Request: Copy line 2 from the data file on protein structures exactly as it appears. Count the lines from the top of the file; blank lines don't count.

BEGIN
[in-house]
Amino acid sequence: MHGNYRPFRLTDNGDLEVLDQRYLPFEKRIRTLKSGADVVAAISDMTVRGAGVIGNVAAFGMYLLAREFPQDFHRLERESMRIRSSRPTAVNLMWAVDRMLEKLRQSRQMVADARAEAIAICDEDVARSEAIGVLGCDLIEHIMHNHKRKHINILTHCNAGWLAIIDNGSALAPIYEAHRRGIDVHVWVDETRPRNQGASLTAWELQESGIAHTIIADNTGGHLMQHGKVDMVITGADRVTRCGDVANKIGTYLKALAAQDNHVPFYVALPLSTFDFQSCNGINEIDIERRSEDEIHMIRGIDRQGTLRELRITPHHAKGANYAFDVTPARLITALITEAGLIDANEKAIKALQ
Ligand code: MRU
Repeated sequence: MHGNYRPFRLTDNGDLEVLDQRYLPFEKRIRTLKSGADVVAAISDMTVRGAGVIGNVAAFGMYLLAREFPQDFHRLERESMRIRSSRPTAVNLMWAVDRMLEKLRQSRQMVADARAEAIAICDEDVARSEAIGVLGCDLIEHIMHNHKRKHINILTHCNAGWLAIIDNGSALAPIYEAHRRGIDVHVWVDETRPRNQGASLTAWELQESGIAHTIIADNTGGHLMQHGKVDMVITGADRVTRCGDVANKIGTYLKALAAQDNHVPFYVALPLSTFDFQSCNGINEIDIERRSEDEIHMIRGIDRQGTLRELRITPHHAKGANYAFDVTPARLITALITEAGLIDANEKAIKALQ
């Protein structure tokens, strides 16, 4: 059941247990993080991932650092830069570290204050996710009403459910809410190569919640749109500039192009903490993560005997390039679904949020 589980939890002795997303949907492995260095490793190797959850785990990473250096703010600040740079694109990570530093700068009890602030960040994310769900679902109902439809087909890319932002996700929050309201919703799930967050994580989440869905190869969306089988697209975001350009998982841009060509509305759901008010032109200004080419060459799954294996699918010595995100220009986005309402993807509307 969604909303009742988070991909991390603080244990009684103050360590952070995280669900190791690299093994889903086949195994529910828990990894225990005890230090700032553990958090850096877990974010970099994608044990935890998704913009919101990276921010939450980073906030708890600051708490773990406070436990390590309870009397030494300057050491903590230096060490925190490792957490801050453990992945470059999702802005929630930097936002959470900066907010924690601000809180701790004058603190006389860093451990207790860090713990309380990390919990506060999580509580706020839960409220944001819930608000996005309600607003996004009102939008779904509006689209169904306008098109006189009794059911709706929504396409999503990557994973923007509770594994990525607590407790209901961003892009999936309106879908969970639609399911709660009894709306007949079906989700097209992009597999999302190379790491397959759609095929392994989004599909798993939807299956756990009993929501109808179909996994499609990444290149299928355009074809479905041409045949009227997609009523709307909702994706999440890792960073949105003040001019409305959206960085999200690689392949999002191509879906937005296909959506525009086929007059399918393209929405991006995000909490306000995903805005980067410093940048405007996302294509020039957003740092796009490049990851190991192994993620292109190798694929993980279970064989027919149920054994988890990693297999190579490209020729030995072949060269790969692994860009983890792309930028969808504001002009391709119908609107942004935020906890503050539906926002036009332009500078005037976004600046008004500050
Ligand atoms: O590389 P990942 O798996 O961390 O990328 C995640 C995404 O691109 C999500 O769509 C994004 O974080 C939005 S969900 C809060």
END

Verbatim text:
Amino acid sequence: MHGNYRPFRLTDNGDLEVLDQRYLPFEKRIRTLKSGADVVAAISDMTVRGAGVIGNVAAFGMYLLAREFPQDFHRLERESMRIRSSRPTAVNLMWAVDRMLEKLRQSRQMVADARAEAIAICDEDVARSEAIGVLGCDLIEHIMHNHKRKHINILTHCNAGWLAIIDNGSALAPIYEAHRRGIDVHVWVDETRPRNQGASLTAWELQESGIAHTIIADNTGGHLMQHGKVDMVITGADRVTRCGDVANKIGTYLKALAAQDNHVPFYVALPLSTFDFQSCNGINEIDIERRSEDEIHMIRGIDRQGTLRELRITPHHAKGANYAFDVTPARLITALITEAGLIDANEKAIKALQ